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The Balance Between Admiring Man City's Play, Condemning Its Alleged Misdeeds

Two things can be true: Man City can provide an exceptional product on the field, one worth admiration of fans and neutrals alike. But the club's operations off the field and its response to controversy can also be viewed as reprehensible.

In May 2018, Matthew Hedges, a British PhD candidate at Durham University, was arrested in Abu Dhabi and accused of spying. Last November, in a hearing lasting less than five minutes, he was convicted and sentenced to life imprisonment. Maybe he was guilty, maybe he wasn’t, but what was obvious was that there had been a manifest absence of due process. British foreign secretary Jeremy Hunt called the situation “extremely worrying” and said “no evidence” had been offered to back up the charges. After an international outcry, Hedges was pardoned five days later. But in those five days, something extraordinary happened: significant numbers of Manchester City fans on social media came out in support of the legal system of Abu Dhabi.

This is so bizarre it’s worth reiterating. A proportion of supporters of a football club in the north-west of England decided to back the flawed legal apparatus of an oppressive regime 4,500 miles away against a British man who, whether he had been spying or not, had been treated appallingly for six months. This is sportswashing in action: the Abu Dhabi state had funded the Pep Guardiola revolution and so had to be supported in all matters, including possible human rights abuses.

As City prepares for an FA Cup final against Watford in which it could win an unprecedented domestic treble, the issue has reared its head again. Earlier in the week, the New York Times reported that City was facing a potential one-year ban from the Champions League for misleading investigators looking into a possible breach of Financial Fair Play regulations. Sure enough, on Thursday, UEFA referred the matter to the Club Financial Control Body’s adjudicatory chamber.

City responded with a robust statement condemning the “leaks” that had preceded the announcement and insisting that its financial affairs were in order, but making no reference to the allegation of misleading investigators. City fans responded by abusing the journalist who broke the story, the estimable Tariq Panja, and creating incredible conspiracy theories based around the fact that the New York Times used to hold shares in Fenway Sports Group, the owner of Liverpool.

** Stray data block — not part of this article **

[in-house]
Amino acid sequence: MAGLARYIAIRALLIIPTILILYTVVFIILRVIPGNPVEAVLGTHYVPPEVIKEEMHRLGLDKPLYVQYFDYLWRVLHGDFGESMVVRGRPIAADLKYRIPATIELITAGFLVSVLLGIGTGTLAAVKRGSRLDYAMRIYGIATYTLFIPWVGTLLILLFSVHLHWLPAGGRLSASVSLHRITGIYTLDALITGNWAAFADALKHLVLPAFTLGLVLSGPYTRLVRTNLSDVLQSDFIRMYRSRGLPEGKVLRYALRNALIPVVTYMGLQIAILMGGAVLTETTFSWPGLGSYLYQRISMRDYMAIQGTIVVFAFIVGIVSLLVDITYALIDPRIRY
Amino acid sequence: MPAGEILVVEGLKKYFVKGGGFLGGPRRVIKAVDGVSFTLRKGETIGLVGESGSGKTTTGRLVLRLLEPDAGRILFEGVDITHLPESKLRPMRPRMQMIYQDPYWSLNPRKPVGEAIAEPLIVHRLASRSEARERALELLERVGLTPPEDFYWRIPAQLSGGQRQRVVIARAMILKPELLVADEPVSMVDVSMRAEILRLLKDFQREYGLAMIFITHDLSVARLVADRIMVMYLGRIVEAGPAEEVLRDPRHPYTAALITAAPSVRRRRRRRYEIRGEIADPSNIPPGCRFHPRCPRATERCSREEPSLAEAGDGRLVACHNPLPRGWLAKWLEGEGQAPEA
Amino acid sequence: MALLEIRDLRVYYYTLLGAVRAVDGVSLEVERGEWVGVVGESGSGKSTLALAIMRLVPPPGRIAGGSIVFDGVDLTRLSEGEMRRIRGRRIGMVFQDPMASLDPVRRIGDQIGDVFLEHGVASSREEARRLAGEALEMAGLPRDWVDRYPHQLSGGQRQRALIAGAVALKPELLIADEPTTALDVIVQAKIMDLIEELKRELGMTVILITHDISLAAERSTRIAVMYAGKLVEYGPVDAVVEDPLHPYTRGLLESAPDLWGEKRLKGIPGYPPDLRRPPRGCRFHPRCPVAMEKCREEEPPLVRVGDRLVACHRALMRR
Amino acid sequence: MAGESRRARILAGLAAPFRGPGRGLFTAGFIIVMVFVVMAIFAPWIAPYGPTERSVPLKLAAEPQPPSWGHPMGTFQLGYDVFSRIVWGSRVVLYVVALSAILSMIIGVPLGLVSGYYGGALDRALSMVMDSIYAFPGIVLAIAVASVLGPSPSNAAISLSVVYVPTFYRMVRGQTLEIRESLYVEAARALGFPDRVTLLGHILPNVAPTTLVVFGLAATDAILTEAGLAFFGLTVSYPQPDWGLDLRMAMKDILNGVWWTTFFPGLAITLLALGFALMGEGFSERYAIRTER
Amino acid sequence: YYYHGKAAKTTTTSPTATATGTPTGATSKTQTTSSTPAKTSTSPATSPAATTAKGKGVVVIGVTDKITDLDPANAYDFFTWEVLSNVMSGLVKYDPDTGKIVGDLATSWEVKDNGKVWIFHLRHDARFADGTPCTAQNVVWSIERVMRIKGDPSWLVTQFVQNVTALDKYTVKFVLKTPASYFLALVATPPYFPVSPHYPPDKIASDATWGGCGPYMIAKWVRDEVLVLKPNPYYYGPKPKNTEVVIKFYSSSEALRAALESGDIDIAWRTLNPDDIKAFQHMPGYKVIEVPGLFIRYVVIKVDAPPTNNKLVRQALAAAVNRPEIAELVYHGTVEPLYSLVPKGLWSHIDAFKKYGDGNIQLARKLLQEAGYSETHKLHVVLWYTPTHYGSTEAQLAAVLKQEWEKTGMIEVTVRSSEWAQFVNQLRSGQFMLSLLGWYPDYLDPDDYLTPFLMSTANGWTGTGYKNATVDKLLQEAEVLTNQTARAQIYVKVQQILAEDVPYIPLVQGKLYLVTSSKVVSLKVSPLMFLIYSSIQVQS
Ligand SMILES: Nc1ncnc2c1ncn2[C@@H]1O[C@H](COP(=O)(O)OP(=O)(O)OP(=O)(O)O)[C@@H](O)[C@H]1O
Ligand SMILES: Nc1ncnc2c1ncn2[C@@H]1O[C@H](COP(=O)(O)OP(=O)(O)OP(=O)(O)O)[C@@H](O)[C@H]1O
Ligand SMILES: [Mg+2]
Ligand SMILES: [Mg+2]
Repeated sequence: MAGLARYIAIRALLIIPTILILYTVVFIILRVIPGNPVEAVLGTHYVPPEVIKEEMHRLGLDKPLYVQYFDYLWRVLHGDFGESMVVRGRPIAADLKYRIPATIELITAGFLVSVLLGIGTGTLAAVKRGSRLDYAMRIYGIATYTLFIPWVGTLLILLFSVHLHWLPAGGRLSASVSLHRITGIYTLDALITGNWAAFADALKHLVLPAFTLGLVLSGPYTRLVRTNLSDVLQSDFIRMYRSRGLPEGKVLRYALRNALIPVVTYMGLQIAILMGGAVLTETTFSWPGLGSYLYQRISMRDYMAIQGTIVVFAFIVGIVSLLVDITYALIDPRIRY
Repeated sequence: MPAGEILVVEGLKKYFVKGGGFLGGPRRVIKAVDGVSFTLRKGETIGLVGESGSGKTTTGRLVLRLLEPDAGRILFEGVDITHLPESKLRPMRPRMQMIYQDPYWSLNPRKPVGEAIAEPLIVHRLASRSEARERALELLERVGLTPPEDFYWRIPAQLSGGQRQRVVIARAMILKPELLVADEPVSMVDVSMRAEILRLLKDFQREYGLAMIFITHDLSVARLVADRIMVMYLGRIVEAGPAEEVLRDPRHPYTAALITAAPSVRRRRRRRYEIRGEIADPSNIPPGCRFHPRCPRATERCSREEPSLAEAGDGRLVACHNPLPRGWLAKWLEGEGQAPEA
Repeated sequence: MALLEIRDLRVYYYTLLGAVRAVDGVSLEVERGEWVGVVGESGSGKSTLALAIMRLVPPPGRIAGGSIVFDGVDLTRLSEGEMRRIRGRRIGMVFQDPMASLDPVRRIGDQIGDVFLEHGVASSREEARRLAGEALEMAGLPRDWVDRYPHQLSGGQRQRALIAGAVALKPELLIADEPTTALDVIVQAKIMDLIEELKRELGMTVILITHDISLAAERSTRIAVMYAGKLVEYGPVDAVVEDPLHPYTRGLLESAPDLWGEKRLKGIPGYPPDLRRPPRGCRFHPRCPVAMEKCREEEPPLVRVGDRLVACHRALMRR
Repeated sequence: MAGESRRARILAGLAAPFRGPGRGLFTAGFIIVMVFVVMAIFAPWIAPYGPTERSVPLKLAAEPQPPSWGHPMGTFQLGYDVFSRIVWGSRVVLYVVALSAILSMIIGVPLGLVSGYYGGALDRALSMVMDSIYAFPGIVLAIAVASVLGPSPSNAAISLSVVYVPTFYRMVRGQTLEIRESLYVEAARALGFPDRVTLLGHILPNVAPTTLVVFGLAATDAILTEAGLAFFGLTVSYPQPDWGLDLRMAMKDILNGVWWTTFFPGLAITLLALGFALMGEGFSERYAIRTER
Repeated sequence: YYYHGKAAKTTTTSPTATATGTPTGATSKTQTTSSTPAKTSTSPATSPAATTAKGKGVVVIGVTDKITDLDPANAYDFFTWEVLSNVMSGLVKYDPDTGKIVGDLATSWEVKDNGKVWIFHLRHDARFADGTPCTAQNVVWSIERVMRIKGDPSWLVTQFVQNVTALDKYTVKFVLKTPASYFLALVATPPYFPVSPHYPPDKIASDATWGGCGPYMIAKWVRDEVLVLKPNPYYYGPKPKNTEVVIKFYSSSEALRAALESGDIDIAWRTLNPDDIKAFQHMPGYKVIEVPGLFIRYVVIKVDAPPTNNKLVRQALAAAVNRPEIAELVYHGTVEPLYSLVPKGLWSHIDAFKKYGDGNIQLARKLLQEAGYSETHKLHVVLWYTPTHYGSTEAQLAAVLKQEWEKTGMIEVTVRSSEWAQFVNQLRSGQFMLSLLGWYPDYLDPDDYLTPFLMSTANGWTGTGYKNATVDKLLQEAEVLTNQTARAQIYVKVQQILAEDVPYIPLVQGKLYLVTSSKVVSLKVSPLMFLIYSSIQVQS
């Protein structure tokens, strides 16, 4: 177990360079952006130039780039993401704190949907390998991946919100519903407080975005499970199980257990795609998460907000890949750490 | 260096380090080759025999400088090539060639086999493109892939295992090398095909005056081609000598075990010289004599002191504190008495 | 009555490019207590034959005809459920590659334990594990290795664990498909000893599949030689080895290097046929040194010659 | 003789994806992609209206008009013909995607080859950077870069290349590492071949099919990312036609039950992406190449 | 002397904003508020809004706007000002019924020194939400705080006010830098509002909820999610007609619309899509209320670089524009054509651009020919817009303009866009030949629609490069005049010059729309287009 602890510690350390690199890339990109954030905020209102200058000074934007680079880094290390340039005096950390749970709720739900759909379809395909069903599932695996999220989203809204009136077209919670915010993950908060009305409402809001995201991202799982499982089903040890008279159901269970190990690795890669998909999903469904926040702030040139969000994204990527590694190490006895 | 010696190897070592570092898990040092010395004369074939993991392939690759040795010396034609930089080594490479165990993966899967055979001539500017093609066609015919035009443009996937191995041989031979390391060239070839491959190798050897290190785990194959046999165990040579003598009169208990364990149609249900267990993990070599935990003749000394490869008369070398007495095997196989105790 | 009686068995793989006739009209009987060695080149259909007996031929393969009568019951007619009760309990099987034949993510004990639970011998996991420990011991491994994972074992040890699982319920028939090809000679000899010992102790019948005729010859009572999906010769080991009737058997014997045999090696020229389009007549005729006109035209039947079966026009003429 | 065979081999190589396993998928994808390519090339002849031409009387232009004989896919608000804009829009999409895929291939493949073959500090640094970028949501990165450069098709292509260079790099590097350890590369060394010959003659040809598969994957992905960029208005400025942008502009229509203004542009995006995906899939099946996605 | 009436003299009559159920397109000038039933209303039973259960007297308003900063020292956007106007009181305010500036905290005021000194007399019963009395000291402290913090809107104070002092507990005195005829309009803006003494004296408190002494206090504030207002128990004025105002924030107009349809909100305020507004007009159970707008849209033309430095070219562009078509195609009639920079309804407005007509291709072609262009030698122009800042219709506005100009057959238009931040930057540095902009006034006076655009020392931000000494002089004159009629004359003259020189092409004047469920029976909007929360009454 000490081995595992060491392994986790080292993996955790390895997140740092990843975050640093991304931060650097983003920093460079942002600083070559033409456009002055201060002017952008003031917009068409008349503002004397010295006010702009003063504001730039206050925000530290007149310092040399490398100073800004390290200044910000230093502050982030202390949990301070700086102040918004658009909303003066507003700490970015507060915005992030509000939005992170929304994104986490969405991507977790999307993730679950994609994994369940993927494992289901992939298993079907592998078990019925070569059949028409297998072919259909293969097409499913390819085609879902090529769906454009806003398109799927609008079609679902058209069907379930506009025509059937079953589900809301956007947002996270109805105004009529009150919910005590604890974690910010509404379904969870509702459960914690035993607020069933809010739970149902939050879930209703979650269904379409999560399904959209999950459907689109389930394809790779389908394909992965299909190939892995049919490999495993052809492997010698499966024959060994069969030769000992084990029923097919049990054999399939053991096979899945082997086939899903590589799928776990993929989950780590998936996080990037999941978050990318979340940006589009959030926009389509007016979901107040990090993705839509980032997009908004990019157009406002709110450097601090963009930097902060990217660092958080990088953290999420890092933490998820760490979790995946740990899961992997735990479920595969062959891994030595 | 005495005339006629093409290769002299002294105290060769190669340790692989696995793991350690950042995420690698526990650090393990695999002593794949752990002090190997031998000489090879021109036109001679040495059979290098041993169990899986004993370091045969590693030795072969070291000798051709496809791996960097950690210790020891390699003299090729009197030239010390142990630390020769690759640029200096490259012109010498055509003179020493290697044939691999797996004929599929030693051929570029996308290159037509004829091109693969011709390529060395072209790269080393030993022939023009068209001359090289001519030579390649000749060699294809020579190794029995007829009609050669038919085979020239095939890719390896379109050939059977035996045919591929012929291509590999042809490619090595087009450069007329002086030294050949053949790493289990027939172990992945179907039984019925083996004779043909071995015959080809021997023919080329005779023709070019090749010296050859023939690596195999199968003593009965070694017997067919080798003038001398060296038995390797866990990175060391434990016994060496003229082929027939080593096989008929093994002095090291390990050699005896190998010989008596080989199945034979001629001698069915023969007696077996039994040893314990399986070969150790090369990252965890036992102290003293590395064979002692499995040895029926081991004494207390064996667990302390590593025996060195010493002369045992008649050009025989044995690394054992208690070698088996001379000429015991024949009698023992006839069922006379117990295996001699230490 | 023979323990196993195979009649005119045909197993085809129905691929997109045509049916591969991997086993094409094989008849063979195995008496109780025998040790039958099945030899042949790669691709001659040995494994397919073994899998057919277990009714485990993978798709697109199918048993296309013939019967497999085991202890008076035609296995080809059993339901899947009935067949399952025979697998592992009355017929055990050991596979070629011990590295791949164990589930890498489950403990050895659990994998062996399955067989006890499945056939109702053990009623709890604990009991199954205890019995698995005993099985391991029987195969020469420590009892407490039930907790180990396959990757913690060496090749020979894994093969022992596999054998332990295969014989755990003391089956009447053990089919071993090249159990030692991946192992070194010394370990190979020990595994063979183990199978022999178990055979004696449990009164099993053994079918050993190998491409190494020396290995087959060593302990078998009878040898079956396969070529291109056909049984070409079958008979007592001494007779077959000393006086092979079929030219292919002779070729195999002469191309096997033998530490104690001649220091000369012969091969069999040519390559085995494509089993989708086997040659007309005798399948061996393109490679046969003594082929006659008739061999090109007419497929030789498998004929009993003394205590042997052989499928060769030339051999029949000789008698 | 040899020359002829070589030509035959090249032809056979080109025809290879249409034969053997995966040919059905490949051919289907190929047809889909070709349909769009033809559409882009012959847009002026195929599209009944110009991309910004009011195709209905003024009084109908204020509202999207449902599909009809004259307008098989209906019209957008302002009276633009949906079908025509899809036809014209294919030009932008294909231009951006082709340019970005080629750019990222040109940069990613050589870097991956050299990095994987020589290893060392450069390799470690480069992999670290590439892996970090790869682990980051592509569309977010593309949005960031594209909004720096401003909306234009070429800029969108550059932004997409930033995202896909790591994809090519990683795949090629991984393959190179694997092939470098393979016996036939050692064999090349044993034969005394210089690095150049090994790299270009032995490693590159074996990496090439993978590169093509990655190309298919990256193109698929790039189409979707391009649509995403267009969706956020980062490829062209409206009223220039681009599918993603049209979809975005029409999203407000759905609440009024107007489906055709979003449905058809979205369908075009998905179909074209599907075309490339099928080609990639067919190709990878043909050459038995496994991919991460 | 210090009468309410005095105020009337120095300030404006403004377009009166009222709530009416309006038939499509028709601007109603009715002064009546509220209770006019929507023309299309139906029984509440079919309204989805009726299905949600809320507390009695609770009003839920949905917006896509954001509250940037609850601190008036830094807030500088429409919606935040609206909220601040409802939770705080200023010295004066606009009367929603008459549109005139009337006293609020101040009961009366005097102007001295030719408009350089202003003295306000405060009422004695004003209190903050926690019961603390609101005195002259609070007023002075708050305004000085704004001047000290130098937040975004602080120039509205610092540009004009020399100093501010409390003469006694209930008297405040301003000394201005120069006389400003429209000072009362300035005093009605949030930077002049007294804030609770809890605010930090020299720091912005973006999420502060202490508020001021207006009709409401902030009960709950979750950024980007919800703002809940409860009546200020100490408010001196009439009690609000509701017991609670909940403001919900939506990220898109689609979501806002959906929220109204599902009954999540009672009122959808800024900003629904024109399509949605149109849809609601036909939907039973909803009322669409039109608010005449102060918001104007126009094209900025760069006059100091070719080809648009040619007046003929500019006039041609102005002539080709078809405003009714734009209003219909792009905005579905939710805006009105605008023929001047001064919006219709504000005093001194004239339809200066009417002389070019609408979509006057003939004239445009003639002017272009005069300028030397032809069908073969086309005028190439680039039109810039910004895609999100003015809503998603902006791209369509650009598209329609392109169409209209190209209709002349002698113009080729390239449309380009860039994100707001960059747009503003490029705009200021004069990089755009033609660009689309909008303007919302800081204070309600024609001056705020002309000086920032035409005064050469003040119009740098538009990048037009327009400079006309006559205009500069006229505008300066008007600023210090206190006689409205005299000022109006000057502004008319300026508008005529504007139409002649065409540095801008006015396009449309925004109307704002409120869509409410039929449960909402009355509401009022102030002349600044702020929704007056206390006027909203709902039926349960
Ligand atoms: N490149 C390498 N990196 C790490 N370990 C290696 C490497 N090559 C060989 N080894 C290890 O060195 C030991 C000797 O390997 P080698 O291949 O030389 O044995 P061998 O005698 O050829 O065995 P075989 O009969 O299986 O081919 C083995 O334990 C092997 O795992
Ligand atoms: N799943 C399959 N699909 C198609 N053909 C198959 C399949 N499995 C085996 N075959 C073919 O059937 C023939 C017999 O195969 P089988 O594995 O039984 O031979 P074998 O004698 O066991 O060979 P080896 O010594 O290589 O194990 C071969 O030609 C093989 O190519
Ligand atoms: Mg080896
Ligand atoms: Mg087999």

There are a number of intertwined strands here that are worth teasing out. Firstly, there is that of FFP itself. You may think it’s daft, anti-competitive legislation. You may think that if it has a purpose, it’s to prevent a club spending beyond its means and risking bankruptcy, something that clearly doesn’t apply to an emirate willing to gift vast sums to the club it owns. You may even think the regulations would not stand up to legal challenge. But if a club has signed up for the regulations, as City did, it can’t then complain if it faces sanctions for breaking them.

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Then there’s the desire to shoot the messenger, common practice in today's global climate. Blame “leaks,” imagine conspiracies and ignore the fact that the story was proved true within 48 hours.

And then, most disturbingly, there’s City’s response, which suggested something about the general ethos around the club. This week, the club also had to react to a video that’s circulated of its players celebrating their Premier League title with a song that mocked Liverpool and could be construed as making reference to Sean Cox, the fan left in a coma after being attacked by Roma fans before the Champions League semifinal last year, and the Hillsbrough disaster, in which 96 Liverpool fans died.

Taunting rivals after you’ve won the title isn’t a great look, but it’s extremely unlikely any of the players intended any offense. City could have dealt with the matter with a simple apology–sorry, didn’t mean it, let us make a donation to some relevant charity–but instead issued an aggressive statement insisting no reference to Cox or Hillsborough had been intended. Which begs the question, just what did the lines “battered in the street” and “victims of it all” refer to?


The attitude of City in all matters appears to be that it can do no wrong, and the truth is that it has the resources to pay for the lawyers who may be able to prove it. That places club employees and fans in a difficult position. Of course, as a player you want to play for a club playing extraordinary football and you may not be overly concerned by the source of the money that pays your wages. Most people make similar compromises every day, whether it is who you work for, who you bank with, where you buy your groceries or whatever. City is certainly not the only club with morally dubious owners.

And of course, City fans want to enjoy the first sustained success in their club’s history. But you do wonder why so many seem to feel that their fandom must be absolute. It’s entirely possible to be a City fan while feeling uncomfortable about the ownership of the club, just as it’s entirely possible for outsiders to admire their football but to regret the nature of the funding that made it possible.

Man City has been brilliant this season, just as it was last season, but off-field issues are beginning to cloud what is happening on the field.